Most of those travelling to Europe this summer will be preoccupied with adhering to new Covid restrictions – but holidaymakers are now being urged not to forget the new travel rules introduced after Brexit.
As most have not been abroad since the pandemic hit early last year, only three months after the new Brexit rules came into effect, they may not be aware of the changes to things like health cover, pet travel and driving abroad.
One of the most important rule changes relates to the expiry date on UK passports.
Before Brexit, a UK passport only needed to be valid for the duration of the visit. However, the new rules state that passport holders must have at least six months before expiry to be granted entry.
British holidaymakers should check their passport has at least six months on it before travel
Worryingly, 35 per cent of passport holders are unaware of these new passport requirements, according to new research from Compare the Market.
Of those whose passports are within date, 29 per cent were due to expire in less than a year, while 11 per cent did not know how long they had until their passport expired.
Its survey also found that 26 per cent of those who checked their passport validity, found they needed to update it because of the new requirements.
Those with outdated passports who are looking to travel this summer may already be out of luck.
The standard service for passport renewal currently takes around ten weeks and costs £75.50 or £85 if using a paper form.
There are fast-track options which can get you a passport in as little as two days, but these can cost more than double the standard fee.
Holidaymakers should also check their European Health Insurance Cards (EHICs). Whilst they are valid until their expiry date, after that individuals must apply for a new Global Health Insurance Card (GHIC) under the new rules.
Both cards give travellers the right to access state-provided healthcare during a temporary stay in another EU country. The GHIC is free and can be applied for via the NHS.
The Compare the Market survey showed that 57 per cent of UK adults were unaware of this new rule, whilst 69 per cent are unsure when their EHIC expired, which could lead to problems if they fell ill while abroad.
Travellers should check how long is left on their EHIC in case they need to apply for a GHIC
Leaving the EU has also changed the requirements for driving abroad. At present, drivers taking their own cars to the continent now need a GB sticker unless their number plate has a GB on it.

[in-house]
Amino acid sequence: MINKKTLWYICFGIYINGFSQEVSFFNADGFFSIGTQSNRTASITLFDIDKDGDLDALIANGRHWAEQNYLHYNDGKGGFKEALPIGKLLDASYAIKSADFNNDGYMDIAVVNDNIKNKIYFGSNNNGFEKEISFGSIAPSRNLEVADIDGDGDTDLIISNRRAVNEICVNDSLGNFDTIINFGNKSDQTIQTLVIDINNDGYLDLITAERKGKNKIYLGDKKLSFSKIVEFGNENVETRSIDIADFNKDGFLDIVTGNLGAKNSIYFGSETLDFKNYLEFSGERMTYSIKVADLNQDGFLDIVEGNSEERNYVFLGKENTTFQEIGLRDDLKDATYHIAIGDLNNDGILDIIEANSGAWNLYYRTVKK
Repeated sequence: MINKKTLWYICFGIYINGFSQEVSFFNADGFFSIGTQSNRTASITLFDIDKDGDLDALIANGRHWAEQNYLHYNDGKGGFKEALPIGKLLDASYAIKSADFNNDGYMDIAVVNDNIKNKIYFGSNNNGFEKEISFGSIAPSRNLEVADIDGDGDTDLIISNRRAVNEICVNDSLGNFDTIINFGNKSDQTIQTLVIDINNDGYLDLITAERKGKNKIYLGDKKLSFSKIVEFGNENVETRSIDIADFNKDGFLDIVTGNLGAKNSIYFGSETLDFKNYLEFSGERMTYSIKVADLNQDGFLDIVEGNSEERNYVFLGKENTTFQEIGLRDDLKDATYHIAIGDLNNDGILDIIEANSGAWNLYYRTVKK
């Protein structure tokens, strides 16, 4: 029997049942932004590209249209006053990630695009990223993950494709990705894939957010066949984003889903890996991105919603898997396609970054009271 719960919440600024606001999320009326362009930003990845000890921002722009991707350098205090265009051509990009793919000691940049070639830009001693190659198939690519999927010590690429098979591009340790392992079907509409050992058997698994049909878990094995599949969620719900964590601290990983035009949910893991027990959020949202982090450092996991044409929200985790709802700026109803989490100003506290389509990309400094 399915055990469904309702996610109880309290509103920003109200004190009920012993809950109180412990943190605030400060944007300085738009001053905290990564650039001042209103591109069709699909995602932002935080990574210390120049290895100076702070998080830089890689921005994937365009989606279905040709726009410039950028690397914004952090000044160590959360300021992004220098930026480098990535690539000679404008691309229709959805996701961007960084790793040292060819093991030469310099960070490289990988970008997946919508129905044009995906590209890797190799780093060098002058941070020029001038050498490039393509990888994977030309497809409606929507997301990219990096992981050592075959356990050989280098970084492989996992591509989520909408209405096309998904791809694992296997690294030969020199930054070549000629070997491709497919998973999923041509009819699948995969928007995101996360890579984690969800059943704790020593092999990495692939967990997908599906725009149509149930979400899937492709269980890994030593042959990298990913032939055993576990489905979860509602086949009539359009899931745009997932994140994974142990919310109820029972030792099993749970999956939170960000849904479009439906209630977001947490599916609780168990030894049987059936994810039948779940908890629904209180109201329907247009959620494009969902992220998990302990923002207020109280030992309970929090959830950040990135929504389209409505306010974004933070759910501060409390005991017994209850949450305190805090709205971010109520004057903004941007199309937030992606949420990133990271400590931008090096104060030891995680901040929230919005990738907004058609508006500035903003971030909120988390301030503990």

As of 28 September, the GB sticker will need to be changed to a UK one. All drivers will need a sticker to drive abroad, even if they have GB on their number plate.
Another change for travellers to be aware of is mobile phone charges.
As a result of Brexit, phone companies are no longer legally bound to offer ‘roam like at home’ fees, which used to mean that people from the UK could use their phones abroad at no extra cost.
Some 77 per cent of people surveyed had not checked whether their mobile provider has introduced roaming charges – which could see significant costs rack up.
Whilst mobile providers now reserve the right to introduce roaming charges, the majority of networks have made commitments not to.
However, EE has said it will charge those joining the network, or customers upgrading their plan from 7 July 2021, £2 a day to use their allowances in 47 European destinations from January 2022.
After the end of September, drivers will need to replace GB stickers with a new UK alternative
Brexit also means that pet owners can no longer use pet passports issued in the UK to take cats and dogs to an EU country, and will instead need an animal health certificate (AHC).
However, 56 per cent of pet owners are not aware that these rules have changed.
To get an AHC, pet owners must take their pet to the vet and will need to do this no more than 10 days before travelling.
Aside from an AHC, customers will also need a microchip, a valid rabies vaccination and a tapeworm treatment for dogs if travelling directly to Finland, Ireland, Northern Ireland, Norway or Malta.
Chris King, head of travel insurance at Compare the Market, said: ‘For most holidaymakers planning a trip abroad this year, it will be their first since the Brexit transition period ended on 31 December 2020.
‘With new rules and constantly changing restrictions due to the pandemic, research is key.
‘It is sensible to take out travel insurance before going to Europe or further afield, to make sure you are covered for medical treatment you may need, since this can be extremely costly.
‘As well as medical cover, travel insurance can cover lost or stolen luggage and cancellation costs should you not be able to go on holiday in some circumstances.
‘We also strongly advise holidaymakers to be vigilant. Even though the Government has created a traffic light system, your holiday destination will likely have its own Covid rules and restrictions in place.
‘This could include quarantine, Covid-19 testing, and additional paperwork, so you must check a country’s requirements and whether you are prepared to take on these added checks.’
Travellers are advised to check the latest information on the Foreign, Commonwealth and Development Office website.
The study was based on 2,000 UK consumers and was conducted in May this year.